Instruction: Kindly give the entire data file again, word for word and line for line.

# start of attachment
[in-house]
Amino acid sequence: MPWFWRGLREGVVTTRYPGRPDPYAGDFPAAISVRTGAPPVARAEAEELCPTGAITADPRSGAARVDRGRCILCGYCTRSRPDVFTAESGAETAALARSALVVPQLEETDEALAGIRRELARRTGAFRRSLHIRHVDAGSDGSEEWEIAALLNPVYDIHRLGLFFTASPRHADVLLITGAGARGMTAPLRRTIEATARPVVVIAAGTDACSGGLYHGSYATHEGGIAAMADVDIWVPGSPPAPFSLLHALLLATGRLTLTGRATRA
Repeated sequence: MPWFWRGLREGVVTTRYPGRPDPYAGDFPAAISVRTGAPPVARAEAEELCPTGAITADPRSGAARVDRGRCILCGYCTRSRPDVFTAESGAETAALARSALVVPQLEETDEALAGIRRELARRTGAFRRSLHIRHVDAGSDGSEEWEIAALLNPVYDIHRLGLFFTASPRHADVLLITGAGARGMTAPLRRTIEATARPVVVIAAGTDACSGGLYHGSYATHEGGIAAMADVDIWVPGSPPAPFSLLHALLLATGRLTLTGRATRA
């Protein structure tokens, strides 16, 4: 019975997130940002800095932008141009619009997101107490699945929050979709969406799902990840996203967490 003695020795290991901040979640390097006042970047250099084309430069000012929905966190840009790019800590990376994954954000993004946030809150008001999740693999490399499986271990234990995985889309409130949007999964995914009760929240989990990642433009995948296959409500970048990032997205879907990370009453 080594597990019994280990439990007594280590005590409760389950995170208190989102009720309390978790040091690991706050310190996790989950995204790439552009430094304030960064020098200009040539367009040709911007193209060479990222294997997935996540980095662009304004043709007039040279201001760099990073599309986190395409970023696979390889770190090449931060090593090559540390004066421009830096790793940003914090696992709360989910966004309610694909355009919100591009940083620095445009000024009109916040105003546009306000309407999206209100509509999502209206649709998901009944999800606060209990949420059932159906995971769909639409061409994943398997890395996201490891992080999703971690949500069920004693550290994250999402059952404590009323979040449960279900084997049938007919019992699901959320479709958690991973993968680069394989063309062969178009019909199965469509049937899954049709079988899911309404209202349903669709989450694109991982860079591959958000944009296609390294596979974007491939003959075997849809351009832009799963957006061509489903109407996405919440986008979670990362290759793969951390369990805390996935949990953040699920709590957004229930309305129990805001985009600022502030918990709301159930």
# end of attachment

[in-house]
Amino acid sequence: MPWFWRGLREGVVTTRYPGRPDPYAGDFPAAISVRTGAPPVARAEAEELCPTGAITADPRSGAARVDRGRCILCGYCTRSRPDVFTAESGAETAALARSALVVPQLEETDEALAGIRRELARRTGAFRRSLHIRHVDAGSDGSEEWEIAALLNPVYDIHRLGLFFTASPRHADVLLITGAGARGMTAPLRRTIEATARPVVVIAAGTDACSGGLYHGSYATHEGGIAAMADVDIWVPGSPPAPFSLLHALLLATGRLTLTGRATRA
Repeated sequence: MPWFWRGLREGVVTTRYPGRPDPYAGDFPAAISVRTGAPPVARAEAEELCPTGAITADPRSGAARVDRGRCILCGYCTRSRPDVFTAESGAETAALARSALVVPQLEETDEALAGIRRELARRTGAFRRSLHIRHVDAGSDGSEEWEIAALLNPVYDIHRLGLFFTASPRHADVLLITGAGARGMTAPLRRTIEATARPVVVIAAGTDACSGGLYHGSYATHEGGIAAMADVDIWVPGSPPAPFSLLHALLLATGRLTLTGRATRA
């Protein structure tokens, strides 16, 4: 019975997130940002800095932008141009619009997101107490699945929050979709969406799902990840996203967490 003695020795290991901040979640390097006042970047250099084309430069000012929905966190840009790019800590990376994954954000993004946030809150008001999740693999490399499986271990234990995985889309409130949007999964995914009760929240989990990642433009995948296959409500970048990032997205879907990370009453 080594597990019994280990439990007594280590005590409760389950995170208190989102009720309390978790040091690991706050310190996790989950995204790439552009430094304030960064020098200009040539367009040709911007193209060479990222294997997935996540980095662009304004043709007039040279201001760099990073599309986190395409970023696979390889770190090449931060090593090559540390004066421009830096790793940003914090696992709360989910966004309610694909355009919100591009940083620095445009000024009109916040105003546009306000309407999206209100509509999502209206649709998901009944999800606060209990949420059932159906995971769909639409061409994943398997890395996201490891992080999703971690949500069920004693550290994250999402059952404590009323979040449960279900084997049938007919019992699901959320479709958690991973993968680069394989063309062969178009019909199965469509049937899954049709079988899911309404209202349903669709989450694109991982860079591959958000944009296609390294596979974007491939003959075997849809351009832009799963957006061509489903109407996405919440986008979670990362290759793969951390369990805390996935949990953040699920709590957004229930309305129990805001985009600022502030918990709301159930």